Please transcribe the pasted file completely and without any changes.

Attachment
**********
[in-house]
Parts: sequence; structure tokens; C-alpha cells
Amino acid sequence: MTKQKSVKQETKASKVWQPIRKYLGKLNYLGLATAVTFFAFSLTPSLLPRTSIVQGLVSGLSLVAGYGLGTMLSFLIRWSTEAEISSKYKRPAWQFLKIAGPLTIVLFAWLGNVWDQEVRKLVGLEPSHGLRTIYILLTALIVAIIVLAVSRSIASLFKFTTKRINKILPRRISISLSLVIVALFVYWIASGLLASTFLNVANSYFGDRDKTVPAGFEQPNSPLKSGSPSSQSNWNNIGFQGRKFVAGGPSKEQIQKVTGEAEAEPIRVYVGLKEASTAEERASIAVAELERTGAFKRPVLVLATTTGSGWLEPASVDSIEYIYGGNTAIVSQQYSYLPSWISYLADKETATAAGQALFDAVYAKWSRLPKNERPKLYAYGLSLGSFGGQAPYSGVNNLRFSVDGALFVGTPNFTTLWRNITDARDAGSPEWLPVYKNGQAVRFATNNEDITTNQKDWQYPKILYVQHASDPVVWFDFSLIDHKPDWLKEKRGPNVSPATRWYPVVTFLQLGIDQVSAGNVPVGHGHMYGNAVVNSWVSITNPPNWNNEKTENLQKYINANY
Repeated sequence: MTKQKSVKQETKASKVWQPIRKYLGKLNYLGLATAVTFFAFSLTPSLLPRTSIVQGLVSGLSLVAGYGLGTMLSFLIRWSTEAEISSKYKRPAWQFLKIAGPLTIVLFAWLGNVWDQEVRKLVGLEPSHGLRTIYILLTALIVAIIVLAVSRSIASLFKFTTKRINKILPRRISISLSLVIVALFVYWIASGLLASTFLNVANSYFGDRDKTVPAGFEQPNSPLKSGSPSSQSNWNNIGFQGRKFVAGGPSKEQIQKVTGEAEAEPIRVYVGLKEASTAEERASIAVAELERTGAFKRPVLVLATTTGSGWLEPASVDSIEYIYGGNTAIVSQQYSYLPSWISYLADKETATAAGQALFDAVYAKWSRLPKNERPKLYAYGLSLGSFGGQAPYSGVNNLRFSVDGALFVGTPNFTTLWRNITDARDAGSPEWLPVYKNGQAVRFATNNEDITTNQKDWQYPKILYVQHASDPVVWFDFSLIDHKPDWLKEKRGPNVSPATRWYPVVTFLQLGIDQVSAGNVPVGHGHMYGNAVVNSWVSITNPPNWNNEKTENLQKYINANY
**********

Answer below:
[in-house]
Parts: sequence; structure tokens; C-alpha cells
Amino acid sequence: MTKQKSVKQETKASKVWQPIRKYLGKLNYLGLATAVTFFAFSLTPSLLPRTSIVQGLVSGLSLVAGYGLGTMLSFLIRWSTEAEISSKYKRPAWQFLKIAGPLTIVLFAWLGNVWDQEVRKLVGLEPSHGLRTIYILLTALIVAIIVLAVSRSIASLFKFTTKRINKILPRRISISLSLVIVALFVYWIASGLLASTFLNVANSYFGDRDKTVPAGFEQPNSPLKSGSPSSQSNWNNIGFQGRKFVAGGPSKEQIQKVTGEAEAEPIRVYVGLKEASTAEERASIAVAELERTGAFKRPVLVLATTTGSGWLEPASVDSIEYIYGGNTAIVSQQYSYLPSWISYLADKETATAAGQALFDAVYAKWSRLPKNERPKLYAYGLSLGSFGGQAPYSGVNNLRFSVDGALFVGTPNFTTLWRNITDARDAGSPEWLPVYKNGQAVRFATNNEDITTNQKDWQYPKILYVQHASDPVVWFDFSLIDHKPDWLKEKRGPNVSPATRWYPVVTFLQLGIDQVSAGNVPVGHGHMYGNAVVNSWVSITNPPNWNNEKTENLQKYINANY
Repeated sequence: MTKQKSVKQETKASKVWQPIRKYLGKLNYLGLATAVTFFAFSLTPSLLPRTSIVQGLVSGLSLVAGYGLGTMLSFLIRWSTEAEISSKYKRPAWQFLKIAGPLTIVLFAWLGNVWDQEVRKLVGLEPSHGLRTIYILLTALIVAIIVLAVSRSIASLFKFTTKRINKILPRRISISLSLVIVALFVYWIASGLLASTFLNVANSYFGDRDKTVPAGFEQPNSPLKSGSPSSQSNWNNIGFQGRKFVAGGPSKEQIQKVTGEAEAEPIRVYVGLKEASTAEERASIAVAELERTGAFKRPVLVLATTTGSGWLEPASVDSIEYIYGGNTAIVSQQYSYLPSWISYLADKETATAAGQALFDAVYAKWSRLPKNERPKLYAYGLSLGSFGGQAPYSGVNNLRFSVDGALFVGTPNFTTLWRNITDARDAGSPEWLPVYKNGQAVRFATNNEDITTNQKDWQYPKILYVQHASDPVVWFDFSLIDHKPDWLKEKRGPNVSPATRWYPVVTFLQLGIDQVSAGNVPVGHGHMYGNAVVNSWVSITNPPNWNNEKTENLQKYINANY